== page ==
Digital standards among charities have to be raised if we are all to benefit

Making digital access easier for individuals will benefit society as a whole, argues the chief executive of the Big Lottery Fund

Dawn Austwick
Dawn Austwick

Last month we announced funding for 1,400 new digital champions who will set out to engage new people with the internet, including those with disability/accessibility needs, young adults seeking work, over 65s, and civil society organisations. This is all about simple, fundamental digital skills, putting tools in people’s hands to support them in their day-to-day lives.

Skills which help people get onto the lowest rung of the digital ladder, and the confidence to keep progressing and learning. But we should also be looking beyond this toward where that ladder could lead not so much for individuals but for civil society as a whole.

You don’t have to think too long and hard to come up with examples of individuals making extraordinary things happen using digital tools. The Mark Zuckerbergs and Larry Pages of this world have fundamentally changed our society. Commercial technology platforms are increasingly central to our lives.

Tech-savvy individuals expect to be able to actively shape, create and lead in the world around them. But this hasn’t really created the engine of social change that some might claim, leading Jeremy Heimans to argue that the present test of these ‘conductors of new power is their willingness to engage with the challenges of the least powerful.’

That’s not to decry the impact these people have had. If we’re in the business of empowering people to do more things independently – well, web browsers have done a pretty good job of that. But, there’s certainly something compelling in Martha Lane Fox’s vision of rebalancing the dotcom world toward more civic and communitarian purposes.

So, looking beyond grass roots online skills, what’s the opportunity here for civil society?

How can digital and technology strengthen relationships and change power structures, without reinforcing what some might argue is an increasing preoccupation with more virtual and superficial interactions?

Firstly, getting more from our collective data is vital. There’s some great work going on – for example the Data unity project, funded by Nominet Trust. They’ve developed a tool for social organisations who don’t have access to expensive analytical software, to better analyse complex data, transform it into accessible and compelling insights, and to share it widely as part of a collaborative, sharing network. And 360giving.org is bringing together a huge amount of data from different funders to enable more informed, strategic decisions with scarce resources.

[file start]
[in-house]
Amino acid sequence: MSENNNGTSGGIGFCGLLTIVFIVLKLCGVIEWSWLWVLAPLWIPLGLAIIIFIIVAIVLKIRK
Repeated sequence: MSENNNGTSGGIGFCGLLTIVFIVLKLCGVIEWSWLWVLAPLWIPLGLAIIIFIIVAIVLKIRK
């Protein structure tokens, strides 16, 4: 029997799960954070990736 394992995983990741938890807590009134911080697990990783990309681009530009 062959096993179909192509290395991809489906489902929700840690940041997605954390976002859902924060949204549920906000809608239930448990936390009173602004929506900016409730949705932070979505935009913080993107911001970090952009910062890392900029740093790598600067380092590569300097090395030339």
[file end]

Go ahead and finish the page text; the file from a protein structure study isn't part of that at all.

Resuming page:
Secondly, how about the capacity for collective action? Rightly, most are cynical about the value of ‘clicktivism’, but what about great initiatives like Citizen Science? This is a great example of how digital can provide a platform for people to collectively tackle major challenges – plugging expert researchers into a huge network of citizens gathering data.

Together, they’ve discovered galaxies, identified new proteins, and accelerated cancer research. Nominet Trust is now exploring how this model could be used on social, rather than scientific challenges. And this links back rather nicely into my previous point about working our data harder. Citizen Science use the lovely phrase ‘serendipitous discovery’ – how in exposing data to more people we make it more likely that someone will spot something odd, weird, and just maybe game-changing.  Just think about the potential if we copy that idea into Citizen Social Science.

And what happens where young people with the most up-to-date digital aptitude turn their skills to social purposes?

Apps for Good is an example of this – providing an open-source education resource to schools, which sets students to work on building a mobile, web, or social app to solve issues they care about. Examples include ‘Safe Nav’, which uses police data to give teenagers information about the crime profile of different streets and neighbourhoods, and ‘I’m Okay’ which provides support for young people dealing with gender and sexuality issues.

Ultimately, the diversity of digital practice out there shows that it’s not really a ladder we need to climb, but a broad movement we need to foster that cherry picks the best ideas, the most useful technology and the most adept practitioners in achieving social goals.

Dawn Austwick is chief executive of the Big Lottery Fund

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